So much more capability and power is possible here - not just tables, but all kinds of formatting and structure!

Because Event Schedule for Seq is well placed to create tickets in Jira, I've updated its Scheduled log description property to allow the LongText setting type that permits multi-line inputs. Event Schedule doesn't use Handlebars templating (but does allow some and log token and date tags) but you can use this to create scheduled tickets that pass Jira formats through nicely.

This provides a Description property that can simply be passed through to Jira via Seq.App.Atlassian.Jira, so normal line feeds will work. An example of this is as follows:

Scheduled Log Message{LogToken} - {LogTokenLong} - {MMMM yyyy-1m} - Review
Scheduled Log DescriptionPlease review the effectiveness of the IT Control "{LogTokenLong}" for *{MMMM yyyy-1m}*.

This review looks at the evidence from the previous month ({MMM yy-1m}) to validate  that controls remain effective.
*Ensure that evidence is linked or attached, and that this clearly shows the effectiveness of the control.*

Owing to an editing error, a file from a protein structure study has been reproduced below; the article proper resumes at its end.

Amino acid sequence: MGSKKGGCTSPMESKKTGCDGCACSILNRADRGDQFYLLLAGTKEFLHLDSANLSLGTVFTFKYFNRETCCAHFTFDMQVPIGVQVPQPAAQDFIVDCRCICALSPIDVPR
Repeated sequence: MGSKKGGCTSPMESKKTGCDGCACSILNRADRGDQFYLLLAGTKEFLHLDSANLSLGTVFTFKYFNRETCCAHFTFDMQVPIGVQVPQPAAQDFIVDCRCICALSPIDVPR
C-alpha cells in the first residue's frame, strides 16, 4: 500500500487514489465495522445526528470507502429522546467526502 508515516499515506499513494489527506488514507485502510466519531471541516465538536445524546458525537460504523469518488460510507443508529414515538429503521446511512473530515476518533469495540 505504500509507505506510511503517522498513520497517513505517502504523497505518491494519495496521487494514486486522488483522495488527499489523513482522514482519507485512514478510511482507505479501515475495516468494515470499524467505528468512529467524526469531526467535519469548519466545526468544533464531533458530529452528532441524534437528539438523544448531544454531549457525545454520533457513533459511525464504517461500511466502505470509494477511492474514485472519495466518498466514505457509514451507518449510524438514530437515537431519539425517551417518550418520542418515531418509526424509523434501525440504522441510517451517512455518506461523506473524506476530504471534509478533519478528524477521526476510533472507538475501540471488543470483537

Within the OpsGenie app, Nick had added access to the Seq event properties by way of tags that were prefixed with $, and I had extended to include a {{$EventUri}} tag that provided simple access to the URL for the event itself. I retained those for the Jira app.

                {"$Id", evt.Id},
                {"$UtcTimestamp", evt.TimestampUtc},
                {"$LocalTimestamp", evt.Data.LocalTimestamp},
                {"$Level", evt.Data.Level},
                {"$MessageTemplate", evt.Data.MessageTemplate},
                {"$Message", evt.Data.RenderedMessage},
                {"$Exception", evt.Data.Exception},
                {"$Properties", properties},
                {"$EventType", "$" + evt.EventType.ToString("X8")},
                {"$Instance", host.InstanceName},
                {"$ServerUri", host.BaseUri},
                // Note, this will only be valid when events are streamed directly to the app, and not when the app is sending an alert notification.
                    string.Concat(host.BaseUri, "#/[email protected]%20%3D%20'", evt.Id, "'&show=expanded")

An oddity between OpsGenie and Jira - both Atlassian properties - is that OpsGenie accepts HTML markup and I can't find any indication that Wiki markup is acceptable, while of course Jira only accepts Wiki markup. This means that if OpsGenie creates Jira tickets from your Seq alerts, and you've used HTML, you might get some oddly formatted JIra tickets.